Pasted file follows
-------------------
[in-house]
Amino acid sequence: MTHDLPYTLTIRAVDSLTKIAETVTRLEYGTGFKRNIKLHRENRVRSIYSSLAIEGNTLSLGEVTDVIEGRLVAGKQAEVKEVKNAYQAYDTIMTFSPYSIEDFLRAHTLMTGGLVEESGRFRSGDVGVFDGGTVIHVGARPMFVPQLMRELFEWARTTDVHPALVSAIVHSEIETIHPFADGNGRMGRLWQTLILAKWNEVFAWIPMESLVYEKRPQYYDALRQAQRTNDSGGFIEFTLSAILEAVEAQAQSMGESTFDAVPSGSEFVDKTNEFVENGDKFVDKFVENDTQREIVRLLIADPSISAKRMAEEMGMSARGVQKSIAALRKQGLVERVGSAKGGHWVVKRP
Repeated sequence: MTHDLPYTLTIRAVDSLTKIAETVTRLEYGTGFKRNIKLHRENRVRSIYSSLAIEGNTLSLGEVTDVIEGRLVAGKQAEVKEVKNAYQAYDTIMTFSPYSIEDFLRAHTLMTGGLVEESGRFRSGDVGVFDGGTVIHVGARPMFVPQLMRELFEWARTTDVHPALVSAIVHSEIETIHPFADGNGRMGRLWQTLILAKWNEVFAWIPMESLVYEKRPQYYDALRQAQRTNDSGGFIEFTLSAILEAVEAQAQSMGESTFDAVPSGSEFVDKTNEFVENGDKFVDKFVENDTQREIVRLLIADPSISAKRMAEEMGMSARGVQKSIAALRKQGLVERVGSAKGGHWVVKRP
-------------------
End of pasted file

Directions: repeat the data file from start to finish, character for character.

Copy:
[in-house]
Amino acid sequence: MTHDLPYTLTIRAVDSLTKIAETVTRLEYGTGFKRNIKLHRENRVRSIYSSLAIEGNTLSLGEVTDVIEGRLVAGKQAEVKEVKNAYQAYDTIMTFSPYSIEDFLRAHTLMTGGLVEESGRFRSGDVGVFDGGTVIHVGARPMFVPQLMRELFEWARTTDVHPALVSAIVHSEIETIHPFADGNGRMGRLWQTLILAKWNEVFAWIPMESLVYEKRPQYYDALRQAQRTNDSGGFIEFTLSAILEAVEAQAQSMGESTFDAVPSGSEFVDKTNEFVENGDKFVDKFVENDTQREIVRLLIADPSISAKRMAEEMGMSARGVQKSIAALRKQGLVERVGSAKGGHWVVKRP
Repeated sequence: MTHDLPYTLTIRAVDSLTKIAETVTRLEYGTGFKRNIKLHRENRVRSIYSSLAIEGNTLSLGEVTDVIEGRLVAGKQAEVKEVKNAYQAYDTIMTFSPYSIEDFLRAHTLMTGGLVEESGRFRSGDVGVFDGGTVIHVGARPMFVPQLMRELFEWARTTDVHPALVSAIVHSEIETIHPFADGNGRMGRLWQTLILAKWNEVFAWIPMESLVYEKRPQYYDALRQAQRTNDSGGFIEFTLSAILEAVEAQAQSMGESTFDAVPSGSEFVDKTNEFVENGDKFVDKFVENDTQREIVRLLIADPSISAKRMAEEMGMSARGVQKSIAALRKQGLVERVGSAKGGHWVVKRP